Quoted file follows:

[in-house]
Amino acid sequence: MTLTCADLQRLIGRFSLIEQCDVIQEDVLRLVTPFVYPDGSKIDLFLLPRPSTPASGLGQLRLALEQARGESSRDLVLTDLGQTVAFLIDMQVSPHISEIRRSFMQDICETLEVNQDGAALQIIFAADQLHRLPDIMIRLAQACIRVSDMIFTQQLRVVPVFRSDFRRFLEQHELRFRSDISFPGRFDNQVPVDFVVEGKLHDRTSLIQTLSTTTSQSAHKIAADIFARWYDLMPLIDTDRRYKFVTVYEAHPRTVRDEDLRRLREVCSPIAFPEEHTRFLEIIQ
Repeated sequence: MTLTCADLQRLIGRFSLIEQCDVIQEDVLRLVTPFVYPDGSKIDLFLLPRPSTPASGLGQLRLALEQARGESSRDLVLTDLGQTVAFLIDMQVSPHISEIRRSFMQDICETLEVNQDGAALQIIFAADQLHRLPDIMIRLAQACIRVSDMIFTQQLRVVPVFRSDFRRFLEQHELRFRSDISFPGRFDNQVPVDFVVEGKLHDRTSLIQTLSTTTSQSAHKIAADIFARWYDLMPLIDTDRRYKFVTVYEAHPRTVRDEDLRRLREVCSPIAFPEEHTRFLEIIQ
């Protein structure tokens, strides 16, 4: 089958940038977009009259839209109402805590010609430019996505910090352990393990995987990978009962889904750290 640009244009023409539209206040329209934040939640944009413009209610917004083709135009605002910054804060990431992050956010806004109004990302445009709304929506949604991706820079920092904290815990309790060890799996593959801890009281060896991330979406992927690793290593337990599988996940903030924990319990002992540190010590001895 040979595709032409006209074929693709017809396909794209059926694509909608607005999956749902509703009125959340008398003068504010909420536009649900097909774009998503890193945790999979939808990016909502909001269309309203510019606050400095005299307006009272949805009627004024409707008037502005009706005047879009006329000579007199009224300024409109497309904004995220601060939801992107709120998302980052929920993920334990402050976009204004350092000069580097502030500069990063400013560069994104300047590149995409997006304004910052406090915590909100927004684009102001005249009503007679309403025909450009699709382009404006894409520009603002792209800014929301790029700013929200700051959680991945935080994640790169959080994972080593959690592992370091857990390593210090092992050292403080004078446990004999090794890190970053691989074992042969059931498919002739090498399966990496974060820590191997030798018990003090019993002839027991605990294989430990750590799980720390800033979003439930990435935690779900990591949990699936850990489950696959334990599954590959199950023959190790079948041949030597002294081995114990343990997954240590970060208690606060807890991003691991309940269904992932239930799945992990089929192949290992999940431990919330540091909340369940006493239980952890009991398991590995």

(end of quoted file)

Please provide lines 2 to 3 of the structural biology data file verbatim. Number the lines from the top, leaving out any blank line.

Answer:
Amino acid sequence: MTLTCADLQRLIGRFSLIEQCDVIQEDVLRLVTPFVYPDGSKIDLFLLPRPSTPASGLGQLRLALEQARGESSRDLVLTDLGQTVAFLIDMQVSPHISEIRRSFMQDICETLEVNQDGAALQIIFAADQLHRLPDIMIRLAQACIRVSDMIFTQQLRVVPVFRSDFRRFLEQHELRFRSDISFPGRFDNQVPVDFVVEGKLHDRTSLIQTLSTTTSQSAHKIAADIFARWYDLMPLIDTDRRYKFVTVYEAHPRTVRDEDLRRLREVCSPIAFPEEHTRFLEIIQ
Repeated sequence: MTLTCADLQRLIGRFSLIEQCDVIQEDVLRLVTPFVYPDGSKIDLFLLPRPSTPASGLGQLRLALEQARGESSRDLVLTDLGQTVAFLIDMQVSPHISEIRRSFMQDICETLEVNQDGAALQIIFAADQLHRLPDIMIRLAQACIRVSDMIFTQQLRVVPVFRSDFRRFLEQHELRFRSDISFPGRFDNQVPVDFVVEGKLHDRTSLIQTLSTTTSQSAHKIAADIFARWYDLMPLIDTDRRYKFVTVYEAHPRTVRDEDLRRLREVCSPIAFPEEHTRFLEIIQ